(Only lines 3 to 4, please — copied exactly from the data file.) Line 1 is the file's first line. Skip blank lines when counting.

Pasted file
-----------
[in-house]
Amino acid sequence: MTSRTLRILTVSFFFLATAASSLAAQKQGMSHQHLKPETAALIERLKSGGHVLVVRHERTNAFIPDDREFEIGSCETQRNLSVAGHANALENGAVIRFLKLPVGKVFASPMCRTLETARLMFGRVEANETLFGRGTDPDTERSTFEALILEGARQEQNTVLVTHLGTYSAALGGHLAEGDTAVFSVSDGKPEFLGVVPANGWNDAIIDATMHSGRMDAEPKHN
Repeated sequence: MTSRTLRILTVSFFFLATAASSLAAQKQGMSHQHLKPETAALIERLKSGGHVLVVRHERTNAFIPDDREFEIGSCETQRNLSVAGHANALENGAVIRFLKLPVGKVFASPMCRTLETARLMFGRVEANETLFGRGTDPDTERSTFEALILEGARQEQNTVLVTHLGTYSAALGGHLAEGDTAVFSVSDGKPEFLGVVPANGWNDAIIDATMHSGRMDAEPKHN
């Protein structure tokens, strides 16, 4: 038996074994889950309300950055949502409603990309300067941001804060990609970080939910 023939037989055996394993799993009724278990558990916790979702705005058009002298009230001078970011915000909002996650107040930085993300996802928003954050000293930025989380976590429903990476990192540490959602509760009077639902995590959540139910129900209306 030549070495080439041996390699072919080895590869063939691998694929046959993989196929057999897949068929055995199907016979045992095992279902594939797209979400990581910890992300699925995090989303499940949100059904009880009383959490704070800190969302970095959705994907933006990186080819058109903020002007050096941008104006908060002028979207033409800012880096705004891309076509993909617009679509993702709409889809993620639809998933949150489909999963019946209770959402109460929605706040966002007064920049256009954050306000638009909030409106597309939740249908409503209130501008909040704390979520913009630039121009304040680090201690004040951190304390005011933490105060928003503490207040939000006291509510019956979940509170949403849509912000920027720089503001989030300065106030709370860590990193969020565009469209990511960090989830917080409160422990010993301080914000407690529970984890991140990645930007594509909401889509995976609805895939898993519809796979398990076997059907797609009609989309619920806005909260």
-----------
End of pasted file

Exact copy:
Repeated sequence: MTSRTLRILTVSFFFLATAASSLAAQKQGMSHQHLKPETAALIERLKSGGHVLVVRHERTNAFIPDDREFEIGSCETQRNLSVAGHANALENGAVIRFLKLPVGKVFASPMCRTLETARLMFGRVEANETLFGRGTDPDTERSTFEALILEGARQEQNTVLVTHLGTYSAALGGHLAEGDTAVFSVSDGKPEFLGVVPANGWNDAIIDATMHSGRMDAEPKHN
């Protein structure tokens, strides 16, 4: 038996074994889950309300950055949502409603990309300067941001804060990609970080939910 023939037989055996394993799993009724278990558990916790979702705005058009002298009230001078970011915000909002996650107040930085993300996802928003954050000293930025989380976590429903990476990192540490959602509760009077639902995590959540139910129900209306 030549070495080439041996390699072919080895590869063939691998694929046959993989196929057999897949068929055995199907016979045992095992279902594939797209979400990581910890992300699925995090989303499940949100059904009880009383959490704070800190969302970095959705994907933006990186080819058109903020002007050096941008104006908060002028979207033409800012880096705004891309076509993909617009679509993702709409889809993620639809998933949150489909999963019946209770959402109460929605706040966002007064920049256009954050306000638009909030409106597309939740249908409503209130501008909040704390979520913009630039121009304040680090201690004040951190304390005011933490105060928003503490207040939000006291509510019956979940509170949403849509912000920027720089503001989030300065106030709370860590990193969020565009469209990511960090989830917080409160422990010993301080914000407690529970984890991140990645930007594509909401889509995976609805895939898993519809796979398990076997059907797609009609989309619920806005909260």